One of the most inspiring things we learned through this survey was that many people have hopeful, interesting visions of where we can go from here. If you’re ever feeling uninspired about the future of Minneapolis, or like there isn’t much of a plan from the city for where we’re all headed (this has come a lot in conversations we’ve had with people), I have good news – your fellow residents have some great ideas.
Here are a few of them:
“More greenery, more safety monitors/cleaners from the BID, more cafes open during the day, free downtown circulating bus that looks unique, outdoor spaces/lawns to relax and have activities in.” - Becky C.
“More trees everywhere. A place that welcomes youth in addition to the public library. Clearer connection to the river. Places designed to encourage people to gather spontaneously - the external area by every large building should include an outdoor space where people could sit, linger, meet up, etc.” - Gretchen M.
“There needs to be a focus on a true mixed use, walkable community that doesn’t require a car. We need smaller retail spaces available for local businesses, not just big chains. We need better street design to slow down cars that frequently top 50 miles per hour making the area unpleasant to walk or drive around. We need to find ways to activate dead blocks that have parking garages/blank walls/no retail. We should try and extend the vibrancy of the north loop to the rest of downtown, and that requires very different thinking.” - Stephen W.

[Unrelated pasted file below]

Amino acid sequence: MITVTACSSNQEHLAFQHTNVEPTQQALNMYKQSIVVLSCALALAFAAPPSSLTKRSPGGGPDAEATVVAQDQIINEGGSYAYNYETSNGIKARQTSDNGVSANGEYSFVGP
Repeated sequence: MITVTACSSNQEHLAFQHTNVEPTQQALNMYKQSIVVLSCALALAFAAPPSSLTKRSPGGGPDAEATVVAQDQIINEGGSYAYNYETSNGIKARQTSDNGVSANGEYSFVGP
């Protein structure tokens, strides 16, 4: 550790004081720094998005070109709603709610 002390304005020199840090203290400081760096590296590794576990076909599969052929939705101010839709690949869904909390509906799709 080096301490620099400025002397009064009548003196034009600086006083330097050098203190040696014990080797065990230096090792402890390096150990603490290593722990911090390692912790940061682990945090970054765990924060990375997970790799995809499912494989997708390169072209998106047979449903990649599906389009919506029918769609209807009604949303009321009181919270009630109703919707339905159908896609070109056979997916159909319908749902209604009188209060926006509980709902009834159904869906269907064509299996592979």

“More music! More restaurants and lounge areas! A social club that feels like the Hewing Hotel (similar to the Quinn in Boston).” - Alex M.
“Downtown has been designed to be attractive to people who do not live in Minneapolis. Instead it should be designed to be attractive to people who DO live in Minneapolis!” - Katherine W.
“Young people come downtown mainly for concerts - I think more things than just restaurants for them while they're here would be great. Maybe a thrift store, record shop, or more museums. A time-honored tradition from those who hail from the burbs is getting dinner beforehand & maybe drinks after. As an artist with no flex in my income, I'd love to see affordable visual art studio space in the area. It's hard to see so much vacant space in my neighborhood & also not be able to afford to rent any of it for an art studio.” - Elliot S.